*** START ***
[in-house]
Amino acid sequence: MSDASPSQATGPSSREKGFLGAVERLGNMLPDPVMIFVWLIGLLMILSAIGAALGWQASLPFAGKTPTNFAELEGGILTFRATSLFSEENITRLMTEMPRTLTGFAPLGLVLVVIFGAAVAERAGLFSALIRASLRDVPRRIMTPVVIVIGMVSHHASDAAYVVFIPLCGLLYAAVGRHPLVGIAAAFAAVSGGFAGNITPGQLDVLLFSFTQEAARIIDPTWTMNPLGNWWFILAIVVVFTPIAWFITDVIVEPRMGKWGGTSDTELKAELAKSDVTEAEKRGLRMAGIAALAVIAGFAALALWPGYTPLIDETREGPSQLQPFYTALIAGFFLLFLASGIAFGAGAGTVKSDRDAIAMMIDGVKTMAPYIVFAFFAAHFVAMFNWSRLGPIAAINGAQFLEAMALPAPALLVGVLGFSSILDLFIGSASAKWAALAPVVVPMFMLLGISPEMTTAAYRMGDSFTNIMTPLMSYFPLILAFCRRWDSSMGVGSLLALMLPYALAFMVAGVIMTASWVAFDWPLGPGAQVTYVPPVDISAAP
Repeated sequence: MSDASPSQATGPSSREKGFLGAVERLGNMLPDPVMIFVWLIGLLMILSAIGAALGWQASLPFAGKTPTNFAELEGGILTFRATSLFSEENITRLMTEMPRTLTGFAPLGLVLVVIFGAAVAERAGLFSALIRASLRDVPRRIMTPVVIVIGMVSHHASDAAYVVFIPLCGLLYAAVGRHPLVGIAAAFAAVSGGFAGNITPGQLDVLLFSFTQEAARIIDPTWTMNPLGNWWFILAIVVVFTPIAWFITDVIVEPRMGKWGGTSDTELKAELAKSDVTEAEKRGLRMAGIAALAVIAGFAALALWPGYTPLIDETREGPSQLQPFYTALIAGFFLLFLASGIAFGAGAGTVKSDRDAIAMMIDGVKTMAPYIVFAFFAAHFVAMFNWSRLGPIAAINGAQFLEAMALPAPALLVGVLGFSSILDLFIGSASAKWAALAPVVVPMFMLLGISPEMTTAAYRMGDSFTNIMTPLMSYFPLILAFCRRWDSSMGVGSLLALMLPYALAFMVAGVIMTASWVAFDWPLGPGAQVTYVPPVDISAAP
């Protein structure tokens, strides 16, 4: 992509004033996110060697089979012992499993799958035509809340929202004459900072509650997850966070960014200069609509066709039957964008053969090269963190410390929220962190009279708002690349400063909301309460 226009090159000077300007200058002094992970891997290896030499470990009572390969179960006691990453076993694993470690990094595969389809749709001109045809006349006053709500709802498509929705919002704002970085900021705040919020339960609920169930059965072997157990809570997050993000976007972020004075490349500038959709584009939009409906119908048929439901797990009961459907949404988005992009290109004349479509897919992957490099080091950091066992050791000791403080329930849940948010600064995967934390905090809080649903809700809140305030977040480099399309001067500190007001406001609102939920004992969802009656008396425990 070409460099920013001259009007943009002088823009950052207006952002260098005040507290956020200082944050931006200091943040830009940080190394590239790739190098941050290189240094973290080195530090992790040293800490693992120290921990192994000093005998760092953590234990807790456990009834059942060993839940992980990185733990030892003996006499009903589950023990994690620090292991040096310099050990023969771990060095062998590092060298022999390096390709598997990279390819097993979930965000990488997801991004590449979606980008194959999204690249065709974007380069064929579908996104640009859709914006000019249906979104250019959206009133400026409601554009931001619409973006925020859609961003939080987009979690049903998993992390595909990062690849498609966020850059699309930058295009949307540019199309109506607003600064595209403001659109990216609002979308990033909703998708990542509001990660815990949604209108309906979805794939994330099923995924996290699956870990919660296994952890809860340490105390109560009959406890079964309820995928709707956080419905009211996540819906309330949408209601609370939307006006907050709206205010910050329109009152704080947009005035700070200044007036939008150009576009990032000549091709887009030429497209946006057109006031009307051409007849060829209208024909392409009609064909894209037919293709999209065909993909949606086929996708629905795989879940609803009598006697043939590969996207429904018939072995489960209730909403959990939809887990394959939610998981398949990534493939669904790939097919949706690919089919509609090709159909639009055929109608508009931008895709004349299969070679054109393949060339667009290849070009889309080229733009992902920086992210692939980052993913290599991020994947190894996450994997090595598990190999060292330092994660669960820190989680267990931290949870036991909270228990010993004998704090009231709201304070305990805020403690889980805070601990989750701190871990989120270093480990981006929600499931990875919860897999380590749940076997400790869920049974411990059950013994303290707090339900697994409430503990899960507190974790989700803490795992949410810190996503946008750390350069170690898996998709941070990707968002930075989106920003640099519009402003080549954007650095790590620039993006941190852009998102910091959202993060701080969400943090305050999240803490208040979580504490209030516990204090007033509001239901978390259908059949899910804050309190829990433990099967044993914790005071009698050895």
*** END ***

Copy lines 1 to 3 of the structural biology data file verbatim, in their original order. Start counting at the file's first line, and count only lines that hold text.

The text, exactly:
[in-house]
Amino acid sequence: MSDASPSQATGPSSREKGFLGAVERLGNMLPDPVMIFVWLIGLLMILSAIGAALGWQASLPFAGKTPTNFAELEGGILTFRATSLFSEENITRLMTEMPRTLTGFAPLGLVLVVIFGAAVAERAGLFSALIRASLRDVPRRIMTPVVIVIGMVSHHASDAAYVVFIPLCGLLYAAVGRHPLVGIAAAFAAVSGGFAGNITPGQLDVLLFSFTQEAARIIDPTWTMNPLGNWWFILAIVVVFTPIAWFITDVIVEPRMGKWGGTSDTELKAELAKSDVTEAEKRGLRMAGIAALAVIAGFAALALWPGYTPLIDETREGPSQLQPFYTALIAGFFLLFLASGIAFGAGAGTVKSDRDAIAMMIDGVKTMAPYIVFAFFAAHFVAMFNWSRLGPIAAINGAQFLEAMALPAPALLVGVLGFSSILDLFIGSASAKWAALAPVVVPMFMLLGISPEMTTAAYRMGDSFTNIMTPLMSYFPLILAFCRRWDSSMGVGSLLALMLPYALAFMVAGVIMTASWVAFDWPLGPGAQVTYVPPVDISAAP
Repeated sequence: MSDASPSQATGPSSREKGFLGAVERLGNMLPDPVMIFVWLIGLLMILSAIGAALGWQASLPFAGKTPTNFAELEGGILTFRATSLFSEENITRLMTEMPRTLTGFAPLGLVLVVIFGAAVAERAGLFSALIRASLRDVPRRIMTPVVIVIGMVSHHASDAAYVVFIPLCGLLYAAVGRHPLVGIAAAFAAVSGGFAGNITPGQLDVLLFSFTQEAARIIDPTWTMNPLGNWWFILAIVVVFTPIAWFITDVIVEPRMGKWGGTSDTELKAELAKSDVTEAEKRGLRMAGIAALAVIAGFAALALWPGYTPLIDETREGPSQLQPFYTALIAGFFLLFLASGIAFGAGAGTVKSDRDAIAMMIDGVKTMAPYIVFAFFAAHFVAMFNWSRLGPIAAINGAQFLEAMALPAPALLVGVLGFSSILDLFIGSASAKWAALAPVVVPMFMLLGISPEMTTAAYRMGDSFTNIMTPLMSYFPLILAFCRRWDSSMGVGSLLALMLPYALAFMVAGVIMTASWVAFDWPLGPGAQVTYVPPVDISAAP